This course teaches Japanese law. It covers the legal system and basic concepts. The course starts with the study of concepts that are common to many countries, such as sovereignty, constitution, separation of three rights, basic human rights and personal security. Furthermore, it covers current issues in Japan, for example, those faced in daily life from a legal perspective based upon laws and related practices. By studying Japanese law, you learn about the relationship between law and contemporary Japanese culture and society, and then can compare it to the law of other countries.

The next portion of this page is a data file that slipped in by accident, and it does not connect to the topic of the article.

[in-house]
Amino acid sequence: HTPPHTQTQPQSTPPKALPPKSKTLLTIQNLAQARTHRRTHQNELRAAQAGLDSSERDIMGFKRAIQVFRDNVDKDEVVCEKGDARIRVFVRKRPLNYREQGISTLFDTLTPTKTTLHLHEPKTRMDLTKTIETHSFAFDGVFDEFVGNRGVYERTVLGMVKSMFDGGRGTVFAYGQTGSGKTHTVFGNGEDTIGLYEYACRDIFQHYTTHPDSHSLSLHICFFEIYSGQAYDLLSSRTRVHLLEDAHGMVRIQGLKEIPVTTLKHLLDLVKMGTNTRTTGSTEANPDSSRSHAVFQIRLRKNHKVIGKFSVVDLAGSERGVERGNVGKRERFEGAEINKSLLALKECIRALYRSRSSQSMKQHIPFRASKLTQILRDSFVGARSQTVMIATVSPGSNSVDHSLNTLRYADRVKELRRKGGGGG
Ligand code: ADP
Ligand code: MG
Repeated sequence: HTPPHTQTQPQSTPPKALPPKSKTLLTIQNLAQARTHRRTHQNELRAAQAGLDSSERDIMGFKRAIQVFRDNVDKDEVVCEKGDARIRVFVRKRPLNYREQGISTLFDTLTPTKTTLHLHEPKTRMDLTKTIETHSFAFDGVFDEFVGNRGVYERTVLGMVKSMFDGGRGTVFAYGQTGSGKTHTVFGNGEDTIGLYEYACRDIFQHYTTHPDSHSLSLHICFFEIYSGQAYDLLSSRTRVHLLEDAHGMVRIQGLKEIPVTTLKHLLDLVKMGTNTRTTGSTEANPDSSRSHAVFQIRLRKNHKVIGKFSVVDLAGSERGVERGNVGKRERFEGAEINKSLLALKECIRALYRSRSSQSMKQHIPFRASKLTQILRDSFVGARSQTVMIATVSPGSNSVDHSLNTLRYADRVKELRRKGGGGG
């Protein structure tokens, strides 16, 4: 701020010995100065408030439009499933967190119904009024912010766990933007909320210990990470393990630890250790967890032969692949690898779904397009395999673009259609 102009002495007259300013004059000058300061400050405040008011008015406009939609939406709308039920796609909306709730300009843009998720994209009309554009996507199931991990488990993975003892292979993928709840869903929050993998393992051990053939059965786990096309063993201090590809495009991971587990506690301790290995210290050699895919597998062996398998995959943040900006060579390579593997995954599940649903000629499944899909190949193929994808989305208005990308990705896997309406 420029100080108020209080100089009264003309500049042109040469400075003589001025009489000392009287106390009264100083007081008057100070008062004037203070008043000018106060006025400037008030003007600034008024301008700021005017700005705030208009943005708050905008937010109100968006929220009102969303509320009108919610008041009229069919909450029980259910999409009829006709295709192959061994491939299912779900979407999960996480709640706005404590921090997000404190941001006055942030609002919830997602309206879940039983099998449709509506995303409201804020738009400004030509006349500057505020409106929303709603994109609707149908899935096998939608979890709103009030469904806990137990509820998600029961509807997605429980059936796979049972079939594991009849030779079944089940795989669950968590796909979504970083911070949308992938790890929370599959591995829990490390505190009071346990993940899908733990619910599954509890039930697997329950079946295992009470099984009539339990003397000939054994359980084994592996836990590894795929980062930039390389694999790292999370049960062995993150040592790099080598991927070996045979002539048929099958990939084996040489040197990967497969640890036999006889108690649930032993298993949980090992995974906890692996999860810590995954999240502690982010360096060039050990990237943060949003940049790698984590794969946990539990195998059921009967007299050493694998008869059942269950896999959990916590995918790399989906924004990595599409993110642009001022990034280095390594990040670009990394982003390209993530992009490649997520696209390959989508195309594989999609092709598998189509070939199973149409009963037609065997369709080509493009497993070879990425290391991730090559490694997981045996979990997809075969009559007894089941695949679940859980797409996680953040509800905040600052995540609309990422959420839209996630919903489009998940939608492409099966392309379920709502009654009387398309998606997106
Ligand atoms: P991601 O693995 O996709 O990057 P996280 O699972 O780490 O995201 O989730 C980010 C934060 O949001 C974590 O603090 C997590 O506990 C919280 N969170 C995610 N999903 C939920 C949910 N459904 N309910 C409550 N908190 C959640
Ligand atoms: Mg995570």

Topics covered are sovereignty, separation of powers, basic principles of the constitution, principles of freedom of contract (the socioeconomic activity of the law in promoting functionality), the meaning of property rights (relativization of absolute principles of ownership by an aging society and commons), tort and contract comparison, accident and tort law, the characteristics of Japanese family law (including international marriage, divorce and child protection), learning of labor-related law and reform of Japanese-style employment and way of working, the court as a dispute resolution system, and the Japanese court system.
The course covers major law amendments up to March 2021.
Special thanks to Stephen Mason, barrister and Associate Research Fellow at the Institute of Advanced Legal Studies, School of Advanced Study, University of London, UK for reviewing parts of this revised course.